As brand specialists and marketers often working in the food and beverage industry, one element of our job is to create strong messaging that will help drive awareness and sales of our clients' products. Part of what we rely on when crafting these messages is research data.
A 2015 online Harris Poll surveyed 2,225 U.S. adults to determine what words have the greatest influence on purchasing decisions within the food and beverage industry. A breakdown of the findings...
- “Handmade/handcrafted” showed the strongest potential sway with 48% estimating it has some or a great deal of influence on their decisions.
- "Handmade/handcrafted" also was deemed to communicate "high quality" by almost 60% of the survey respondents. "Artisan/artisanal" and "custom" were voted the next best quality communicators.
- More than 1/3 of those surveyed indicated “limited edition” (37%), “custom” (36%), or “artisan/artisanal” (36%) have at least some influence on what they buy.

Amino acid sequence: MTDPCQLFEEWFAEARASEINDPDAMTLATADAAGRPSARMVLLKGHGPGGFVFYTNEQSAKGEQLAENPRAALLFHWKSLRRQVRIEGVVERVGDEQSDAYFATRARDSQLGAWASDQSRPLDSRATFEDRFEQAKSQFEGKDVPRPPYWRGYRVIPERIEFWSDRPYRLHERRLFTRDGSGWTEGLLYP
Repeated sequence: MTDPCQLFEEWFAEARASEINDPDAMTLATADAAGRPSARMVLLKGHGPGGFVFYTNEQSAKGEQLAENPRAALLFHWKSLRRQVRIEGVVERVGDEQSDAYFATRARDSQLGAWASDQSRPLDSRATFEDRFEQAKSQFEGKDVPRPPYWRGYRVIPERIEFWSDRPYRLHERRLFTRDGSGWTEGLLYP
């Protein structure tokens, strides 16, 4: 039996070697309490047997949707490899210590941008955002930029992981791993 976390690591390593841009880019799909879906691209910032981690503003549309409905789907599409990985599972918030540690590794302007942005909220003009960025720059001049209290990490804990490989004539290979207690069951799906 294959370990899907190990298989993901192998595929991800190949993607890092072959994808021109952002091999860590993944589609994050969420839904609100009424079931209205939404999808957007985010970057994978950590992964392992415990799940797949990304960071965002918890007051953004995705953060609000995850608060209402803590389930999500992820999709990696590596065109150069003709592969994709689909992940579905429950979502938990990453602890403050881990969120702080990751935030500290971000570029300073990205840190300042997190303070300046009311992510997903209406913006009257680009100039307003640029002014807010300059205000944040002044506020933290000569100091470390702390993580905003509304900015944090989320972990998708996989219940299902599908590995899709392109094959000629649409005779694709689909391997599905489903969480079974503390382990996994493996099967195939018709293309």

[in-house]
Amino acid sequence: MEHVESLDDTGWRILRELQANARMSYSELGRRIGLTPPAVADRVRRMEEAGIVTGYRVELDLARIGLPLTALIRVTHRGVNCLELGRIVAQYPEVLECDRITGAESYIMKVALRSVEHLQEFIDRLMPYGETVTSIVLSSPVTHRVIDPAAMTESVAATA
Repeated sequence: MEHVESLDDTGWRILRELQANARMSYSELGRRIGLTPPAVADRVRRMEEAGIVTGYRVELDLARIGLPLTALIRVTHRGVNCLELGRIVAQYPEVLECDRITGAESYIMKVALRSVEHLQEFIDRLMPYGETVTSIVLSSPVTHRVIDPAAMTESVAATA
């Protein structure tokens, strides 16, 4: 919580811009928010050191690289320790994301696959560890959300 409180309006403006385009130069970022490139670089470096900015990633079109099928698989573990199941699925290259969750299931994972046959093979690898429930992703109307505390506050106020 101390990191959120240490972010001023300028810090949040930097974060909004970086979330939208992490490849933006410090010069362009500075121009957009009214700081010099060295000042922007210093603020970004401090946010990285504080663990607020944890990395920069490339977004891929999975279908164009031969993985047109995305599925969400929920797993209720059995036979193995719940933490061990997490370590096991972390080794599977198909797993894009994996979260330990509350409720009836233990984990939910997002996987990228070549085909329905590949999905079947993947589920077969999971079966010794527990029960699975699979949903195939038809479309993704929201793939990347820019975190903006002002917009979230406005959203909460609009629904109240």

- Thirty-two percent stated that “craft” has at least some influence, and “small batch” trailed with 25%.
Of course, it also depends on the product you're marketing. More than half of the drinking-age respondents (52%) indicated "craft" is the best fit for beer, while only 20% said the same for wine. "Handmade/handcrafted" were marketing terms found to be best suited for foods that satisfy the sweet tooth crowd - baked goods, jam/jelly/preserves and chocolate/candy. Cheeses and baked goods are most seen as appropriate fits for "artisan/artisanal" descriptors.
There also were some differences that existed between generations. Fifty-three percent of Millennials felt that "craft" indicated high quality, while only 31% of Matures agreed. The same applied for "small batch" with 39% and 19%, respectively. Is that because more Millennials are drinking beer and wine? Perhaps. As to what terms influence purchasing decisions among these generations, "handmade/handcrafted" was ranked highest across the board. "Limited edition" was voted 2nd highest among Millennials, Gen Xers and Boomers, and "artisan/artisanal" among Boomers and Matures.
Our takeaway on this? If marketers follow these research results, you'll probably see a lot more products in 2016 touted as "handmade/handcrafted." But, marketers shouldn't rely solely on research when creating messaging for food and beverage clients. The type and uniqueness of the products being sold, as well as the target audiences should be considered, as well.